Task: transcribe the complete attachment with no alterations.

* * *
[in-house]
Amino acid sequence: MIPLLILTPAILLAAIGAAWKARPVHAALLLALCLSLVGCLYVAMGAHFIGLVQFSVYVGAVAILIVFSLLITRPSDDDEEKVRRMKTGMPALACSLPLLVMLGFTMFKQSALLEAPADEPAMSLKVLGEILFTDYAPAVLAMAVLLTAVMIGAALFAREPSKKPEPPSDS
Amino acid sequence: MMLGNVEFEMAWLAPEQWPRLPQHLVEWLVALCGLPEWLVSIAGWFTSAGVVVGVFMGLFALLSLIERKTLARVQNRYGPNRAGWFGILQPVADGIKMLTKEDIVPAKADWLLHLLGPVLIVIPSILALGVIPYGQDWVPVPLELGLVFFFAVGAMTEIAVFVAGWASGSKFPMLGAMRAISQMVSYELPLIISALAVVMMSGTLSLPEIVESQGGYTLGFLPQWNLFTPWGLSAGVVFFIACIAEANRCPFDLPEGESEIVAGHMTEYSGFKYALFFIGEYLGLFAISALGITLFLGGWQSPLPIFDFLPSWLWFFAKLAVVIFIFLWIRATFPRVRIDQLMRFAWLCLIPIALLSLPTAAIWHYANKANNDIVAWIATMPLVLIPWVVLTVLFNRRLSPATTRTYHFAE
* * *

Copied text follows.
[in-house]
Amino acid sequence: MIPLLILTPAILLAAIGAAWKARPVHAALLLALCLSLVGCLYVAMGAHFIGLVQFSVYVGAVAILIVFSLLITRPSDDDEEKVRRMKTGMPALACSLPLLVMLGFTMFKQSALLEAPADEPAMSLKVLGEILFTDYAPAVLAMAVLLTAVMIGAALFAREPSKKPEPPSDS
Amino acid sequence: MMLGNVEFEMAWLAPEQWPRLPQHLVEWLVALCGLPEWLVSIAGWFTSAGVVVGVFMGLFALLSLIERKTLARVQNRYGPNRAGWFGILQPVADGIKMLTKEDIVPAKADWLLHLLGPVLIVIPSILALGVIPYGQDWVPVPLELGLVFFFAVGAMTEIAVFVAGWASGSKFPMLGAMRAISQMVSYELPLIISALAVVMMSGTLSLPEIVESQGGYTLGFLPQWNLFTPWGLSAGVVFFIACIAEANRCPFDLPEGESEIVAGHMTEYSGFKYALFFIGEYLGLFAISALGITLFLGGWQSPLPIFDFLPSWLWFFAKLAVVIFIFLWIRATFPRVRIDQLMRFAWLCLIPIALLSLPTAAIWHYANKANNDIVAWIATMPLVLIPWVVLTVLFNRRLSPATTRTYHFAE